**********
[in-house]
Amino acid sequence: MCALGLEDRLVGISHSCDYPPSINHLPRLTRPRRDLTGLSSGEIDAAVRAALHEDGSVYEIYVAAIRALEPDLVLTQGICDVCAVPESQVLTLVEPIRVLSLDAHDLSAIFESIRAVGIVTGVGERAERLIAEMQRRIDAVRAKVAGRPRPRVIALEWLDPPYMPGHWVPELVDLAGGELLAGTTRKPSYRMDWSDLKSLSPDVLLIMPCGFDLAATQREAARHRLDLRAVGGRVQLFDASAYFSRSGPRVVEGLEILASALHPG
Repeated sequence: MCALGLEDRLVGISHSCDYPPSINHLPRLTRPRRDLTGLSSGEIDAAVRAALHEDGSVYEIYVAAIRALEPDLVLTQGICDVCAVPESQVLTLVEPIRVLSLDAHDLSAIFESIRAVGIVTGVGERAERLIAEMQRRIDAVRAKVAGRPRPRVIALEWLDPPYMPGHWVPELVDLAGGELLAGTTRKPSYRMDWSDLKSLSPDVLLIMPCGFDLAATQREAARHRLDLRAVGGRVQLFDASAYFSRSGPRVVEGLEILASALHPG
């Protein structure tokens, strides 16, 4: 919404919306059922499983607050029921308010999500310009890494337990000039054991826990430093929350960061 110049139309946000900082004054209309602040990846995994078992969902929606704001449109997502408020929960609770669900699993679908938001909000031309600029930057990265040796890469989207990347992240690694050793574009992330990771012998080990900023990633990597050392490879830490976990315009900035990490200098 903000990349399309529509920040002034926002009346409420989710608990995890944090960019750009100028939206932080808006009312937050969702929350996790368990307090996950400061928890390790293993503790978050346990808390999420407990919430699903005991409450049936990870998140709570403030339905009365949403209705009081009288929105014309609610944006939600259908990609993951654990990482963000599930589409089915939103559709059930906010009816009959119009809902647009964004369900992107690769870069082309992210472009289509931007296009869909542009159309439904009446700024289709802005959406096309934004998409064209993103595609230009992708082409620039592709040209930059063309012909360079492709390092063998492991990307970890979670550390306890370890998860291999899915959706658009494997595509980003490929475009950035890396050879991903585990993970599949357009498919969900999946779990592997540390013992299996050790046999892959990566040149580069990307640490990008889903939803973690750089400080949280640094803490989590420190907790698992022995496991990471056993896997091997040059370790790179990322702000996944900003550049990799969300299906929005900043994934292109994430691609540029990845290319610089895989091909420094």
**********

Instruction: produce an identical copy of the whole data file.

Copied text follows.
[in-house]
Amino acid sequence: MCALGLEDRLVGISHSCDYPPSINHLPRLTRPRRDLTGLSSGEIDAAVRAALHEDGSVYEIYVAAIRALEPDLVLTQGICDVCAVPESQVLTLVEPIRVLSLDAHDLSAIFESIRAVGIVTGVGERAERLIAEMQRRIDAVRAKVAGRPRPRVIALEWLDPPYMPGHWVPELVDLAGGELLAGTTRKPSYRMDWSDLKSLSPDVLLIMPCGFDLAATQREAARHRLDLRAVGGRVQLFDASAYFSRSGPRVVEGLEILASALHPG
Repeated sequence: MCALGLEDRLVGISHSCDYPPSINHLPRLTRPRRDLTGLSSGEIDAAVRAALHEDGSVYEIYVAAIRALEPDLVLTQGICDVCAVPESQVLTLVEPIRVLSLDAHDLSAIFESIRAVGIVTGVGERAERLIAEMQRRIDAVRAKVAGRPRPRVIALEWLDPPYMPGHWVPELVDLAGGELLAGTTRKPSYRMDWSDLKSLSPDVLLIMPCGFDLAATQREAARHRLDLRAVGGRVQLFDASAYFSRSGPRVVEGLEILASALHPG
């Protein structure tokens, strides 16, 4: 919404919306059922499983607050029921308010999500310009890494337990000039054991826990430093929350960061 110049139309946000900082004054209309602040990846995994078992969902929606704001449109997502408020929960609770669900699993679908938001909000031309600029930057990265040796890469989207990347992240690694050793574009992330990771012998080990900023990633990597050392490879830490976990315009900035990490200098 903000990349399309529509920040002034926002009346409420989710608990995890944090960019750009100028939206932080808006009312937050969702929350996790368990307090996950400061928890390790293993503790978050346990808390999420407990919430699903005991409450049936990870998140709570403030339905009365949403209705009081009288929105014309609610944006939600259908990609993951654990990482963000599930589409089915939103559709059930906010009816009959119009809902647009964004369900992107690769870069082309992210472009289509931007296009869909542009159309439904009446700024289709802005959406096309934004998409064209993103595609230009992708082409620039592709040209930059063309012909360079492709390092063998492991990307970890979670550390306890370890998860291999899915959706658009494997595509980003490929475009950035890396050879991903585990993970599949357009498919969900999946779990592997540390013992299996050790046999892959990566040149580069990307640490990008889903939803973690750089400080949280640094803490989590420190907790698992022995496991990471056993896997091997040059370790790179990322702000996944900003550049990799969300299906929005900043994934292109994430691609540029990845290319610089895989091909420094």